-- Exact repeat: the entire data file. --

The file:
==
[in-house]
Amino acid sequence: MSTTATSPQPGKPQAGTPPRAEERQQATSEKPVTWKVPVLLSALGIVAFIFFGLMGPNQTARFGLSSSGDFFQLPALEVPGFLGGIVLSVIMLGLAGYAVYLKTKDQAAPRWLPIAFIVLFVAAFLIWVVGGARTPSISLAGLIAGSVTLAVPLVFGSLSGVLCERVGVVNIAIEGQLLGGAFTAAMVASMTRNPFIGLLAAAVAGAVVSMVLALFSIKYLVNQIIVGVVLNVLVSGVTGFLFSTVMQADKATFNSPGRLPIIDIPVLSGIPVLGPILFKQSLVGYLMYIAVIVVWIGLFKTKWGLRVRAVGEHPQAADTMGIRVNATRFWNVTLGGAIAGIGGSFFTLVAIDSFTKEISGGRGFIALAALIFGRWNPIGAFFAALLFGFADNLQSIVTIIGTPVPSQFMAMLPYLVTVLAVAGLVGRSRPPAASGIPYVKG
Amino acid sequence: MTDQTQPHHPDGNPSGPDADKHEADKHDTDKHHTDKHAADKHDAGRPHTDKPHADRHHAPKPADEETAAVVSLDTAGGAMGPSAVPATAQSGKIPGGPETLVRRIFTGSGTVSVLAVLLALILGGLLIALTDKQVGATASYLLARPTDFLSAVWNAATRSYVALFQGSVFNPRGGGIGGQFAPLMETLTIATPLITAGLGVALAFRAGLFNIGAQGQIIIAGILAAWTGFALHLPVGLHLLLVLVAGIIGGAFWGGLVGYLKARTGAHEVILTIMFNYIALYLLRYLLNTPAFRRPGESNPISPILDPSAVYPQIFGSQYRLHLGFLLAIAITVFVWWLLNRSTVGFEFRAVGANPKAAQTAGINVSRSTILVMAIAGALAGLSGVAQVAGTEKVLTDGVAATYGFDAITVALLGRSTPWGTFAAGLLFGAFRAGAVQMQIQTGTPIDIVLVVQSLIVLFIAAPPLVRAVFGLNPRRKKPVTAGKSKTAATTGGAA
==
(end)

[in-house]
Amino acid sequence: MSTTATSPQPGKPQAGTPPRAEERQQATSEKPVTWKVPVLLSALGIVAFIFFGLMGPNQTARFGLSSSGDFFQLPALEVPGFLGGIVLSVIMLGLAGYAVYLKTKDQAAPRWLPIAFIVLFVAAFLIWVVGGARTPSISLAGLIAGSVTLAVPLVFGSLSGVLCERVGVVNIAIEGQLLGGAFTAAMVASMTRNPFIGLLAAAVAGAVVSMVLALFSIKYLVNQIIVGVVLNVLVSGVTGFLFSTVMQADKATFNSPGRLPIIDIPVLSGIPVLGPILFKQSLVGYLMYIAVIVVWIGLFKTKWGLRVRAVGEHPQAADTMGIRVNATRFWNVTLGGAIAGIGGSFFTLVAIDSFTKEISGGRGFIALAALIFGRWNPIGAFFAALLFGFADNLQSIVTIIGTPVPSQFMAMLPYLVTVLAVAGLVGRSRPPAASGIPYVKG
Amino acid sequence: MTDQTQPHHPDGNPSGPDADKHEADKHDTDKHHTDKHAADKHDAGRPHTDKPHADRHHAPKPADEETAAVVSLDTAGGAMGPSAVPATAQSGKIPGGPETLVRRIFTGSGTVSVLAVLLALILGGLLIALTDKQVGATASYLLARPTDFLSAVWNAATRSYVALFQGSVFNPRGGGIGGQFAPLMETLTIATPLITAGLGVALAFRAGLFNIGAQGQIIIAGILAAWTGFALHLPVGLHLLLVLVAGIIGGAFWGGLVGYLKARTGAHEVILTIMFNYIALYLLRYLLNTPAFRRPGESNPISPILDPSAVYPQIFGSQYRLHLGFLLAIAITVFVWWLLNRSTVGFEFRAVGANPKAAQTAGINVSRSTILVMAIAGALAGLSGVAQVAGTEKVLTDGVAATYGFDAITVALLGRSTPWGTFAAGLLFGAFRAGAVQMQIQTGTPIDIVLVVQSLIVLFIAAPPLVRAVFGLNPRRKKPVTAGKSKTAATTGGAA